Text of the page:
Lewis and Clark Meet the Shoshone. Shoshone men on horseback–the Corps needed their horses! In August 1805 Lewis and Clark were looking for the Shoshone Indians. The Corps (Lewis and Clark’s expedition party) needed horses to cross the Rockies and the Shoshone had them.
The bilingual Shoshone woman Sacagawea (c. 1788 – 1812) accompanied the Lewis and Clark Corps of Discovery expedition in 1805-06 from the northern plains through the Rocky Mountains to the Pacific Ocean and back. Her skills as a translator were invaluable, as was her intimate knowledge of some difficult terrain.
Lewis and Clark traveled throughout the territories of more than 100 different tribes and bands as they crossed the continent, starting in Pittsburgh, Pennsylvania, and ending near Astoria on the Oregon Coast, before the return trip.
Sacagawea is best known for her association with the Lewis and Clark Expedition (1804–06). A Shoshone woman, she accompanied the expedition as an interpreter and traveled with them for thousands of miles from St Louis, Missouri, to the Pacific Northwest.
Sacagawea (/ˌsækədʒəˈwiːə/ or /səˌkɑːɡəˈweɪə/; also spelled Sakakawea or Sacajawea; May c. 1788 – December 20, 1812 or April 9, 1884) was a Lemhi Shoshone woman who, at age 16, helped the Lewis and Clark Expedition in achieving their chartered mission objectives by exploring the Louisiana Territory.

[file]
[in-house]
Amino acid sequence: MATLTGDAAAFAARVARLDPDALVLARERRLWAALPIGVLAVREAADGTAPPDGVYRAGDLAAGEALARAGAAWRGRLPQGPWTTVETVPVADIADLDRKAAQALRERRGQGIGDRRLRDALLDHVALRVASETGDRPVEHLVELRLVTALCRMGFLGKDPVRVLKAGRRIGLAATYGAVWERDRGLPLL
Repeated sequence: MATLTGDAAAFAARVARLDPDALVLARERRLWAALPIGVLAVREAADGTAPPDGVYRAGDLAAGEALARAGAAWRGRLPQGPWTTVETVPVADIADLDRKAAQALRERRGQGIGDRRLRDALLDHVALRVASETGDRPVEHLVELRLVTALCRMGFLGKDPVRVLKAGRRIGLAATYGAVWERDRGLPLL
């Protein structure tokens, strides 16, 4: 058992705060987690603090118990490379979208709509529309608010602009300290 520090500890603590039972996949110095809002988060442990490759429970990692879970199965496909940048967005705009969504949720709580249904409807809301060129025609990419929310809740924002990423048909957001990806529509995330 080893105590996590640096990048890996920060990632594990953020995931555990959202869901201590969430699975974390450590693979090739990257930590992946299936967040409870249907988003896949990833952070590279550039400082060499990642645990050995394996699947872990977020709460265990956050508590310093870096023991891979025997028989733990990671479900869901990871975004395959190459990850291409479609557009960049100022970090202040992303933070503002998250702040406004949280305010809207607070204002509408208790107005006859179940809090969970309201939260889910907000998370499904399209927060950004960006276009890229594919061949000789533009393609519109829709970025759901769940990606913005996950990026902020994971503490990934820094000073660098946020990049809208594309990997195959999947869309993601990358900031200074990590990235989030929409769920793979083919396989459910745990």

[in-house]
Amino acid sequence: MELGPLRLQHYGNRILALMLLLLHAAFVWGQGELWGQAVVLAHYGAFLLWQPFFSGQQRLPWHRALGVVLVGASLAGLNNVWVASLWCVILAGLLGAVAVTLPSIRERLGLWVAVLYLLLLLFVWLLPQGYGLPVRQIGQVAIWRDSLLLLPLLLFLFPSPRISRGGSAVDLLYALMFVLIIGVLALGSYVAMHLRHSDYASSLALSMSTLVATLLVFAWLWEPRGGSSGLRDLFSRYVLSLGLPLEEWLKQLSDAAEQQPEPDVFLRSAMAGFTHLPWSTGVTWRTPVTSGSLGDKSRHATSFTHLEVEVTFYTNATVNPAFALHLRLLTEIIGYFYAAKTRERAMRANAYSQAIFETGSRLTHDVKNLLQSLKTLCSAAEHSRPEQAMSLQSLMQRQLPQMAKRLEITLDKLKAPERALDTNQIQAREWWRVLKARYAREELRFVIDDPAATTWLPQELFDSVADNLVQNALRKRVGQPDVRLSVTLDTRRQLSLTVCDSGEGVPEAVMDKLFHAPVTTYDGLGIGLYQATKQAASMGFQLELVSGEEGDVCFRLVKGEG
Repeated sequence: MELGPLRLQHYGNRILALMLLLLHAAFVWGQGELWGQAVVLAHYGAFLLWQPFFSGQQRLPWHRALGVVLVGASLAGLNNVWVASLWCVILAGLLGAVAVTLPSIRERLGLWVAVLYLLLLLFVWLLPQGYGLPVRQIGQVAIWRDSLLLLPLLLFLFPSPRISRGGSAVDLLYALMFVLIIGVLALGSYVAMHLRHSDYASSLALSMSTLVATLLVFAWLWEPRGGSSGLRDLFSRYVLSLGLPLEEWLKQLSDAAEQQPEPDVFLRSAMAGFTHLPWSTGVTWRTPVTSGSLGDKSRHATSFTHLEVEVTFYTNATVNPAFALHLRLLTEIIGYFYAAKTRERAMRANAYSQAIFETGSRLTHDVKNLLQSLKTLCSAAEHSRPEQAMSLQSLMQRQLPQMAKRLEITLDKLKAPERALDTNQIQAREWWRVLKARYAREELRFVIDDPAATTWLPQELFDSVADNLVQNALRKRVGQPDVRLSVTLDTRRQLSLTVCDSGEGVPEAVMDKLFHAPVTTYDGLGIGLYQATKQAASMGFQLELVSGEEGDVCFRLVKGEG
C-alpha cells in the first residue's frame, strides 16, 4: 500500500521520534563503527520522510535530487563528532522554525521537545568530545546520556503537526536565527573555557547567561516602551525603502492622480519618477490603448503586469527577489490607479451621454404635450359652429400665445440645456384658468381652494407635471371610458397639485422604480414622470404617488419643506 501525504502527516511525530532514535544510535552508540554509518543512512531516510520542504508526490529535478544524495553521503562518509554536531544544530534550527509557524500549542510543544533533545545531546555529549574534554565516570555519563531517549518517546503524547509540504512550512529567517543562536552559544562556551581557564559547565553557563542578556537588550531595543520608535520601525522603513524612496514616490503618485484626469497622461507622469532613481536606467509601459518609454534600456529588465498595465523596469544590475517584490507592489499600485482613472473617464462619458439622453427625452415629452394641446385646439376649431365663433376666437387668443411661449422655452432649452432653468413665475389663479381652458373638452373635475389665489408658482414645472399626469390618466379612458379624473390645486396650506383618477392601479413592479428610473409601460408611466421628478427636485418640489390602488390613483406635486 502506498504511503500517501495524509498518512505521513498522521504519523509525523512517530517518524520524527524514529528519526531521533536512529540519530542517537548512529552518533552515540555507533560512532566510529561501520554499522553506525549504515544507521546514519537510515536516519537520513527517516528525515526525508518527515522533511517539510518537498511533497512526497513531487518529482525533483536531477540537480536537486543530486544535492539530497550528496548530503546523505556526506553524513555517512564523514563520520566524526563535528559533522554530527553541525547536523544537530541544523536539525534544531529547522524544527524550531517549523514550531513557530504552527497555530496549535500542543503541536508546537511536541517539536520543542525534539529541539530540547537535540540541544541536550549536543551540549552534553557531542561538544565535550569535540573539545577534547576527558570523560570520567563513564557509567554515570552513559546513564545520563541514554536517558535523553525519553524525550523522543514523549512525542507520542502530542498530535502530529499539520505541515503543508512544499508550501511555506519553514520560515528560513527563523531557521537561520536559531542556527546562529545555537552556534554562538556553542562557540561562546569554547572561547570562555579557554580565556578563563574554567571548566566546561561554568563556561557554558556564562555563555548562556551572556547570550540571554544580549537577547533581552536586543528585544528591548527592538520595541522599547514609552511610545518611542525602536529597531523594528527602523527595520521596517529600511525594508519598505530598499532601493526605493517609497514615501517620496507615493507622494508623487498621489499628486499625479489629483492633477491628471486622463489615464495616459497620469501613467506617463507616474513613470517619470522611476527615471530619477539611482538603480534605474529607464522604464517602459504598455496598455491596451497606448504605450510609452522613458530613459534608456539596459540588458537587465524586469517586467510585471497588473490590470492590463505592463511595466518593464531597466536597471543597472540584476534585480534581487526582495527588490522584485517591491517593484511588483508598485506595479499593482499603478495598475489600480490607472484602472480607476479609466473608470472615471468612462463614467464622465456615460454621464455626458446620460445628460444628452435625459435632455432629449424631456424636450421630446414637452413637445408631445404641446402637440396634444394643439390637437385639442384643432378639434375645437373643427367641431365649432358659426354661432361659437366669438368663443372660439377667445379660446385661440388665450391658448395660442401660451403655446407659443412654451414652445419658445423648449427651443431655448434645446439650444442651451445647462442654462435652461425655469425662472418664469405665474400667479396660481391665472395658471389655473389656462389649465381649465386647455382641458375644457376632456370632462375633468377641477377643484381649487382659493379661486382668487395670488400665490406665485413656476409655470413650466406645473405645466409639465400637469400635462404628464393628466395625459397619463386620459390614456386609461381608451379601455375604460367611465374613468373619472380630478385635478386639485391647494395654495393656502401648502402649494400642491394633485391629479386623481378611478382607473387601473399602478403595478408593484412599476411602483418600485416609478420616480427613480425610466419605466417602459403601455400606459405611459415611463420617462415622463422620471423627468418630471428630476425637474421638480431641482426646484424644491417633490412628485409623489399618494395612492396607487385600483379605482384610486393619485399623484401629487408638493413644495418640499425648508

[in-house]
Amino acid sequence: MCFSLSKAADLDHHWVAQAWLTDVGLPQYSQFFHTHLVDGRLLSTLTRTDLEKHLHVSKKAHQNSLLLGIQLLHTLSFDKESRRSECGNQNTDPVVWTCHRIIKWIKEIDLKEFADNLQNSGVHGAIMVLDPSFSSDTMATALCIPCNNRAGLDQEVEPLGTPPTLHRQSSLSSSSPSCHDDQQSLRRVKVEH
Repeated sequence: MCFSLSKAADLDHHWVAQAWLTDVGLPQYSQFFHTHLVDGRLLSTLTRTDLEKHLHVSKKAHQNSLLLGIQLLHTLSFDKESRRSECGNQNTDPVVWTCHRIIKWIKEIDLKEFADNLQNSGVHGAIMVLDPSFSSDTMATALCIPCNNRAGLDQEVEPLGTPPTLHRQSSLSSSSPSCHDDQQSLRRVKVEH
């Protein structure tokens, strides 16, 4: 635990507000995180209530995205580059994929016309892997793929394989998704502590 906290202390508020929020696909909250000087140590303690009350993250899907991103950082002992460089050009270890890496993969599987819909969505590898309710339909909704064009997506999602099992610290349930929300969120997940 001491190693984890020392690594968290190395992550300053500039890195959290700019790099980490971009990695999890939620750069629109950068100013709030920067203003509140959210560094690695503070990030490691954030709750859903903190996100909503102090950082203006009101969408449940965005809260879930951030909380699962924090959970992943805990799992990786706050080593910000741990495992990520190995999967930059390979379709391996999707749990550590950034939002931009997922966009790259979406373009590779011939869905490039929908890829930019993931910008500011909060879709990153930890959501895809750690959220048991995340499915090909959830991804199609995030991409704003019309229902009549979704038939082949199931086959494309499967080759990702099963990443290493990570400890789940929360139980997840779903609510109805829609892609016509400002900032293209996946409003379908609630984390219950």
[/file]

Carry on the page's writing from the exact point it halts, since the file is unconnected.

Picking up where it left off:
The Shawnee were one of the first tribes that Lewis and Clark encountered during their expedition, as the majestic Ohio River flowed through the heart of their homeland.
To show their gratitude for Mandan hospitality, Lewis and Clark gave the tribe a large iron corn mill for grinding grain into meal. In addition, the Expedition blacksmith, John Shields, made or fixed metal tomahawks and hoes in exchange for Mandan maize.
(The party took a route through the Walla Walla Valley on its return journey in April 1806. In fact, the Corps would use an ancient Nez Perce trail paralleling the Walla Walla River.) The evening of November 18, 1805, became a social occasion. Chief Yelleppit of the Walla Wallas offered scarce firewood.
Sacagawea, the Shoshone interpreter and guide to the Lewis and Clark expedition, gives birth to her first child, Jean Baptiste Charbonneau.
Throughout the expedition, Lewis and Clark had ran into Native Americans who lived on the land. Lewis and Clark were respectful towards the Native Americans. The explorers had gifted the Indian tribes to befriend them, treated the Native Americans’ health, and trusted the…show more content…
When she was approximately 12 years old, Sacagawea was captured by an enemy tribe, the Hidatsa, and taken from her Lemhi Shoshone people to the Hidatsa villages near present-day Bismarck, North Dakota.
His relationship with Clark was the culmination for Lewis of years of isolation, yearning and frustration. So important was this intense friendship that he felt a deep need to give it a name and a context — and to have the world in some way acknowledge its validity.